Let’s start with a deformation

Area hyperbolic tangent

If we consider the integral


it would be nice to know where it came from. It can’t be a derivative of \ln(x^2+4x) because we miss 2x+4 in the numerator. Could it originate from another known function? Let’s add 4 in the denominator and let’s immediately subtract 4 so nothing changes. We get




Now we substitute





It reminds us of


Let’s make u four times larger to get rid of the -4.
Substitution again:





will be


and we’re in the home stretch:


We revert to x with v=\tfrac{1}{2}u=\frac{x+2}{2} and so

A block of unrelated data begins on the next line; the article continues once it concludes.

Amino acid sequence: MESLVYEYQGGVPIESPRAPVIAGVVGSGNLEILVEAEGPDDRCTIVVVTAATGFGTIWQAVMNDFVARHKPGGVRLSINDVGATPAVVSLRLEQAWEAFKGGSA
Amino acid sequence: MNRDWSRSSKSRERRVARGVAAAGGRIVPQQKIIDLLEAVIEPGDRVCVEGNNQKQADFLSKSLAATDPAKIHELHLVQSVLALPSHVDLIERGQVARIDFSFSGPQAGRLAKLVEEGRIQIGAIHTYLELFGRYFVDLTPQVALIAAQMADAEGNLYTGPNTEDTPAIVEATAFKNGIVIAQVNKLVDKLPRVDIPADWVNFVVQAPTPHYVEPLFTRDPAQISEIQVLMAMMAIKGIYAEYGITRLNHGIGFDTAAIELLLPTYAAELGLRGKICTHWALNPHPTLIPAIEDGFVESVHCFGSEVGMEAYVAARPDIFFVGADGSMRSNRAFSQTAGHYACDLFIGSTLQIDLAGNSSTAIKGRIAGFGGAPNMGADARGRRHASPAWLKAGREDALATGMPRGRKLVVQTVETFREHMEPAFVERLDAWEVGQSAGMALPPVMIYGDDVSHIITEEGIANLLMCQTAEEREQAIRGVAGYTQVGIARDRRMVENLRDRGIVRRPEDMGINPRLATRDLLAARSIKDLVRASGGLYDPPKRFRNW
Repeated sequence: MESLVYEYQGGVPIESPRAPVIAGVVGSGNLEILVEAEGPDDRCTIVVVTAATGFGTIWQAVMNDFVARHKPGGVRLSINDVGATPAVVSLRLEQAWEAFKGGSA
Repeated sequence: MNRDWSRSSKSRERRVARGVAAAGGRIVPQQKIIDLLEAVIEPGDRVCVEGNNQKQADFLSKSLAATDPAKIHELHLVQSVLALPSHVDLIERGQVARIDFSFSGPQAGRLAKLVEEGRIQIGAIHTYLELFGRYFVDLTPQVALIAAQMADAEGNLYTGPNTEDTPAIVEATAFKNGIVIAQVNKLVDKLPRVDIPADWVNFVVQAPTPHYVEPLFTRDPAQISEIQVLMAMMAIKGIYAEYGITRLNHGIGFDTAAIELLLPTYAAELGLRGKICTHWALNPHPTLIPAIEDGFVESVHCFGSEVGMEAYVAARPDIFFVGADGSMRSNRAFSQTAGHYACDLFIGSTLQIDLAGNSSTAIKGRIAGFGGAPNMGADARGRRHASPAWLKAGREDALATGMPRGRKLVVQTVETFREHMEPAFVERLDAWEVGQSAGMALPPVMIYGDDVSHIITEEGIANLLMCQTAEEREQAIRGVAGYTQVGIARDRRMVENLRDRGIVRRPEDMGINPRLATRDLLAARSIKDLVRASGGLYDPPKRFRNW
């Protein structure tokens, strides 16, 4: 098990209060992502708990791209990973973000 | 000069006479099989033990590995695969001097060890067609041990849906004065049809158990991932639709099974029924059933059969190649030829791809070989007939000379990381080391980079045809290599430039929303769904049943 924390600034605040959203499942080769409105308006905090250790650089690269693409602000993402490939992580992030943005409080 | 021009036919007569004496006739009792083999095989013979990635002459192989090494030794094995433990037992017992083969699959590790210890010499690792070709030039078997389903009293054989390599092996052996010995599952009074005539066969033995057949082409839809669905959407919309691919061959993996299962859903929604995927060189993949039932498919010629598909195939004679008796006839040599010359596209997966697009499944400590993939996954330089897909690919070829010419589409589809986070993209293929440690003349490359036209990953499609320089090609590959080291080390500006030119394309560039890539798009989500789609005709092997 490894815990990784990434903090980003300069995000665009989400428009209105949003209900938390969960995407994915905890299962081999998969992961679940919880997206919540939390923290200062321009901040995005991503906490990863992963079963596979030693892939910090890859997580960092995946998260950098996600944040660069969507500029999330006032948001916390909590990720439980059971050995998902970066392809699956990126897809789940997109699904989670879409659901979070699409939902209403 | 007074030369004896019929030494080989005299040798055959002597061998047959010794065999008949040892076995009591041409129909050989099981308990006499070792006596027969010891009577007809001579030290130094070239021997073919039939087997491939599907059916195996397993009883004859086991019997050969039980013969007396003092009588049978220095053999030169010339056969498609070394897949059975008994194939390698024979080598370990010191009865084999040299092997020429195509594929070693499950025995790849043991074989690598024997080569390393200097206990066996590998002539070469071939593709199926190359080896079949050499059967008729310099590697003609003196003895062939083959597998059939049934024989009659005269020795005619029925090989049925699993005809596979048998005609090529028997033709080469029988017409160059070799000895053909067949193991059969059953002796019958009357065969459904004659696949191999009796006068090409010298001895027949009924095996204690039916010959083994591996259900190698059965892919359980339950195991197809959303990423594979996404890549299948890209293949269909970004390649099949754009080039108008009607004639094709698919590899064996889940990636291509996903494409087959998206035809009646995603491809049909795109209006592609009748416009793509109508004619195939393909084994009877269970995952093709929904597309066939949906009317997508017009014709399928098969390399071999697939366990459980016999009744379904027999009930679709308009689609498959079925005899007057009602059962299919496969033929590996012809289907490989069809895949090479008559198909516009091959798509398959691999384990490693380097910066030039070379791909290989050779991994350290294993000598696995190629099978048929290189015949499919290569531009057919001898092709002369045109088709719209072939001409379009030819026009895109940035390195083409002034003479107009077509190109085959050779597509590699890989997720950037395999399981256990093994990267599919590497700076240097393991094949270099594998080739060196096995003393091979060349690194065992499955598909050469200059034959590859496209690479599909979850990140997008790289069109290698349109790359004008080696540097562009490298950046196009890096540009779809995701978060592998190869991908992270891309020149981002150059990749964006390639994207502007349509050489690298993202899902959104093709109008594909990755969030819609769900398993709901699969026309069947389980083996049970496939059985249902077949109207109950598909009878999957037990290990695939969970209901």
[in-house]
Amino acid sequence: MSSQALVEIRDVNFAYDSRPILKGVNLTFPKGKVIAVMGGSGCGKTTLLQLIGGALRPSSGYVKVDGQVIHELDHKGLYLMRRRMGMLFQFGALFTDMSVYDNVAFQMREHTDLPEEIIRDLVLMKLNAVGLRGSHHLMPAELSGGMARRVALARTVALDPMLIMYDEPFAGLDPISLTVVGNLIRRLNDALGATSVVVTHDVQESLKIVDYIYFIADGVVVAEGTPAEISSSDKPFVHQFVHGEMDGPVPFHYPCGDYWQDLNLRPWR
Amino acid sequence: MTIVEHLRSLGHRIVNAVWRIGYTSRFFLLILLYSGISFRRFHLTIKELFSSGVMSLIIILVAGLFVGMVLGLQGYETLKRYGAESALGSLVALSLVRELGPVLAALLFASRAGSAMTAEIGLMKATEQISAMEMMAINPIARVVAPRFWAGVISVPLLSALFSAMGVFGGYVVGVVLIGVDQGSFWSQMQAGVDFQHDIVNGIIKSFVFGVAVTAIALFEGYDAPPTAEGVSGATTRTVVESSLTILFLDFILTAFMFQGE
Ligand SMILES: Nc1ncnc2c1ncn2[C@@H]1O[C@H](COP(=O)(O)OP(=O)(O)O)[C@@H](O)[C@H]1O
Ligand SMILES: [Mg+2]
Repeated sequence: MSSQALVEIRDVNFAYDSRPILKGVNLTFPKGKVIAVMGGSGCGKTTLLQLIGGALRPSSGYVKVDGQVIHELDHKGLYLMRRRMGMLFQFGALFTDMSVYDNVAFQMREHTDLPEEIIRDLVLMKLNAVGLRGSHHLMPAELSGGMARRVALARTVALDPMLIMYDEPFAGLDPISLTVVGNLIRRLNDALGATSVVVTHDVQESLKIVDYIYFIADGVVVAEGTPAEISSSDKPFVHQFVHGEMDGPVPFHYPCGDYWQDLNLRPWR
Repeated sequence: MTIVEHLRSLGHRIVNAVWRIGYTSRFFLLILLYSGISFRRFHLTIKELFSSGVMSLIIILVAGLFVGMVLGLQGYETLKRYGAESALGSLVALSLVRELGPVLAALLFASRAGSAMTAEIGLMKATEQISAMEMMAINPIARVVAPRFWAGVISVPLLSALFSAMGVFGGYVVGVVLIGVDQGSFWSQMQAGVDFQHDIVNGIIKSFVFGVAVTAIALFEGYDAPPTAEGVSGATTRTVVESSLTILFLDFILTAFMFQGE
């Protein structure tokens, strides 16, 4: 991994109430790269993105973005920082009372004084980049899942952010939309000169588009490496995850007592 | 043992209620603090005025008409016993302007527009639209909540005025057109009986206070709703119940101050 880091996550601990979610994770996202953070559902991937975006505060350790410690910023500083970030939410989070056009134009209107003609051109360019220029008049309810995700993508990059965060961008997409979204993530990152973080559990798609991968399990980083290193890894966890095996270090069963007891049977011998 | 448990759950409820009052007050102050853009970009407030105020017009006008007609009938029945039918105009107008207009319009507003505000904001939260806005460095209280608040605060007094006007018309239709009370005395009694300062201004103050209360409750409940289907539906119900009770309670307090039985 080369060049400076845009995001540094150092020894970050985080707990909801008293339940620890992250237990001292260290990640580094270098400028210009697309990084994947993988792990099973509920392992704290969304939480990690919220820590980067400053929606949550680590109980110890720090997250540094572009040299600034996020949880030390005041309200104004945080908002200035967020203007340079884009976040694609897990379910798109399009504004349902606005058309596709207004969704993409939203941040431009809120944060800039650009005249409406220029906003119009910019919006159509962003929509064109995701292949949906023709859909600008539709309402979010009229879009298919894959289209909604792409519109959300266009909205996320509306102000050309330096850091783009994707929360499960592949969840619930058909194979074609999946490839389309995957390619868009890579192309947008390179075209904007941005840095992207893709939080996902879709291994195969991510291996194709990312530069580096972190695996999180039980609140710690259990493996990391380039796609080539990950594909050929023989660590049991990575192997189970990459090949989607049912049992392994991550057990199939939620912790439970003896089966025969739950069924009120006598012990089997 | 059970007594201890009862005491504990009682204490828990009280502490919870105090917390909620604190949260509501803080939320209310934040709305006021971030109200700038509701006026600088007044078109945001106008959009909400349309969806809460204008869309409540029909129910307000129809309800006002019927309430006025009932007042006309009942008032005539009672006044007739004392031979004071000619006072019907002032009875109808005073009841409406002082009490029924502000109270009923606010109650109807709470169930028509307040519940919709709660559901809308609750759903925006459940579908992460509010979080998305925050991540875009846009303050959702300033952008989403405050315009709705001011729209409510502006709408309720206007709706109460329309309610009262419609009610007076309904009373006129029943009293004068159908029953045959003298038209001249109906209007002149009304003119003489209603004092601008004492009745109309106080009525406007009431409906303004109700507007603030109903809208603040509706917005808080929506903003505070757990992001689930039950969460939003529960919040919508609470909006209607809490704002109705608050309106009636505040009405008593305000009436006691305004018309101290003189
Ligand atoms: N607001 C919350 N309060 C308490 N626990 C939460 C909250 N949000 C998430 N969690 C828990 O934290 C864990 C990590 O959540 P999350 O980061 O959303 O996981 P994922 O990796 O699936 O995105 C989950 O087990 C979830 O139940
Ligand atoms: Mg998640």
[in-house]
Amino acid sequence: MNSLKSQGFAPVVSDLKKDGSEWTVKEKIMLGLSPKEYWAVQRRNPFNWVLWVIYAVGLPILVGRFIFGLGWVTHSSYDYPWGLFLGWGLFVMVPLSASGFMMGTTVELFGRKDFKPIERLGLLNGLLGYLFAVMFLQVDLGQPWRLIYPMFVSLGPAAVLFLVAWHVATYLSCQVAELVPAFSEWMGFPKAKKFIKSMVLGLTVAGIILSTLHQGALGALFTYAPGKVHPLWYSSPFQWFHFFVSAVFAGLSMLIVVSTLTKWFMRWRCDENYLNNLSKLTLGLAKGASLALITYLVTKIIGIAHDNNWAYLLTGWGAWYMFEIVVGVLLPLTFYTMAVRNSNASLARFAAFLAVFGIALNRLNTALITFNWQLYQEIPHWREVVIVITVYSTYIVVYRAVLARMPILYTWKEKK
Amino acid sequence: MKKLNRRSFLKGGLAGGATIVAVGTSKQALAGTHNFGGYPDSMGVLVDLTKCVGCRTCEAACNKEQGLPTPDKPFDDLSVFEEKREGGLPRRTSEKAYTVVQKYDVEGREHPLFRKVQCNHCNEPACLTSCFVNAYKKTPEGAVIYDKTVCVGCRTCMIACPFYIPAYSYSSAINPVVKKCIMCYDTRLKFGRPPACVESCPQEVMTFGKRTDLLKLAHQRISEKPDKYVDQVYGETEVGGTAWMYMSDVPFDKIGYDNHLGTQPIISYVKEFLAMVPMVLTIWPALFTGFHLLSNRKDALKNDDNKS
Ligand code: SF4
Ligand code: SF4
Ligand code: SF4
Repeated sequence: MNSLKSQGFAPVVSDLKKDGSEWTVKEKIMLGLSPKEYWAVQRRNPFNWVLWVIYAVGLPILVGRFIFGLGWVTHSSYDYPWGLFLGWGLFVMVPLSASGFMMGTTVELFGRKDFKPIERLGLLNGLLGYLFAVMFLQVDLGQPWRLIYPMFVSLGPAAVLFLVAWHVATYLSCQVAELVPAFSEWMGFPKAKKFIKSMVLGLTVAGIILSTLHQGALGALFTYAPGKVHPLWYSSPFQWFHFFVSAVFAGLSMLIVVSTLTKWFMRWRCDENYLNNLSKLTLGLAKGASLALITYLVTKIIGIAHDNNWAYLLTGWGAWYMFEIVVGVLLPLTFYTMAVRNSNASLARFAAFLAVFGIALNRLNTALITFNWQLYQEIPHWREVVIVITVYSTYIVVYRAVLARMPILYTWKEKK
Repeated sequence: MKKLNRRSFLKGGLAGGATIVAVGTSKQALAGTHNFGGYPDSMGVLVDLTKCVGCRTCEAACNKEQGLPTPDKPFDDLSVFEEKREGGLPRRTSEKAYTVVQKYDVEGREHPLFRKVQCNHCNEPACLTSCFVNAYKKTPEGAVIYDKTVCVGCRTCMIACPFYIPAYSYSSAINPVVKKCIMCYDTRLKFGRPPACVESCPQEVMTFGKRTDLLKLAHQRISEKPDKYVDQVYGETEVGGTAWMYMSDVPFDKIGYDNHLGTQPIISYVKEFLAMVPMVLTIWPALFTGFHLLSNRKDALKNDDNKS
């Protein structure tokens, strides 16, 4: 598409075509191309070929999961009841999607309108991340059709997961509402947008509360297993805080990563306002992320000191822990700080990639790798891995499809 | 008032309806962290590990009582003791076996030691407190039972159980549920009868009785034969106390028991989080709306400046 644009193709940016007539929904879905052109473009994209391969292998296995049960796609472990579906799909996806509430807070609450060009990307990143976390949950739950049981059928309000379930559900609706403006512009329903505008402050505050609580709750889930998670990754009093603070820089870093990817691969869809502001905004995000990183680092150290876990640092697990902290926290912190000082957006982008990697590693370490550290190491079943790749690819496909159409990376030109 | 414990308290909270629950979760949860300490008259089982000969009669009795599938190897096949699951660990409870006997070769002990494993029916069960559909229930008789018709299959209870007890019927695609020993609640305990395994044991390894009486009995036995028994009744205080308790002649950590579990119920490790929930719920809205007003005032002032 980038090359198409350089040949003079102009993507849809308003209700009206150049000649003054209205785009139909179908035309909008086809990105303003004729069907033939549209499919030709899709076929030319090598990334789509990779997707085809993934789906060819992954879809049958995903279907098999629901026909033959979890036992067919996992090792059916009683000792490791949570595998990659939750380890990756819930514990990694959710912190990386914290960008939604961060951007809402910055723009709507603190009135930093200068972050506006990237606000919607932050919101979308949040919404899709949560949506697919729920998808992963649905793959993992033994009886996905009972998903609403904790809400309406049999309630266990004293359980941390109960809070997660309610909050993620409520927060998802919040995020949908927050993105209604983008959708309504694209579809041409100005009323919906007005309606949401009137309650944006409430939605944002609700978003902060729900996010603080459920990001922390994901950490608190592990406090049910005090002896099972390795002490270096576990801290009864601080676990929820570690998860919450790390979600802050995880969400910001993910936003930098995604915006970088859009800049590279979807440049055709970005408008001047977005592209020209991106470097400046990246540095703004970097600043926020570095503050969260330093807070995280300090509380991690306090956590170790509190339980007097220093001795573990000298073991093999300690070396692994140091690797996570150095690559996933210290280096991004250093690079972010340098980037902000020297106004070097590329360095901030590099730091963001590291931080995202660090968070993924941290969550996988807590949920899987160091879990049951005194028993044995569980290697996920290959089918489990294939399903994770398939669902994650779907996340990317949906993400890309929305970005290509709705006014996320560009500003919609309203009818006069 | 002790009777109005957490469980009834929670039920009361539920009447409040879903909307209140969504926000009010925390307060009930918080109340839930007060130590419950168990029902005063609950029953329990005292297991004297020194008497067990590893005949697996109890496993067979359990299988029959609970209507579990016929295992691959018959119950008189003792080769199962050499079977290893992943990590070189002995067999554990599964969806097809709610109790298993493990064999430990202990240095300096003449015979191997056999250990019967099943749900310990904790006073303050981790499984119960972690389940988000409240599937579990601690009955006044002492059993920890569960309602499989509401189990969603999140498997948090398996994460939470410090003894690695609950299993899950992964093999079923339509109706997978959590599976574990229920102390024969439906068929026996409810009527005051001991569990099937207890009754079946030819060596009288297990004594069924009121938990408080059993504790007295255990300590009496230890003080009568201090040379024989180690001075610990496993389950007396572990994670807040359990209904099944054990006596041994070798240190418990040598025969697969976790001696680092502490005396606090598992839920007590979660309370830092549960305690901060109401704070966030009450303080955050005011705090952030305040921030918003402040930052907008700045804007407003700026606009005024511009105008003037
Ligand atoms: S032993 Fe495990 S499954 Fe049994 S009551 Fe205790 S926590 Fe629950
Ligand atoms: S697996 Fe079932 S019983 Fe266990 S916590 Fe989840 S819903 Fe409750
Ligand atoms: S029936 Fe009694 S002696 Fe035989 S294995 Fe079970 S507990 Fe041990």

Manhandling a circle will leave you with an ellipse. Manhandling an ellipse will leave you with a parabola. Manhandling a parabola will leave you with a hyperbola. They are all all the result of an intersection with a cone.
So let’s look at


and then at


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That 8 gives us two points with asymptotes from here to infinity: -4 and 0. But tilt the hyperbola far enough in 3D and you will get close to your your original x^2+4x. Would that mean tilting in the cone as well? That would mean we would go from a hyperbolic function \artanh to some trigonometric function of a circle or ellipse, like \arcsin, \arccos or \arctan.



That reminds us of


follow the same steps and without further ado we would end up with


From \artanh to \arctan. From hyperbola via parabola to ellipse and circle.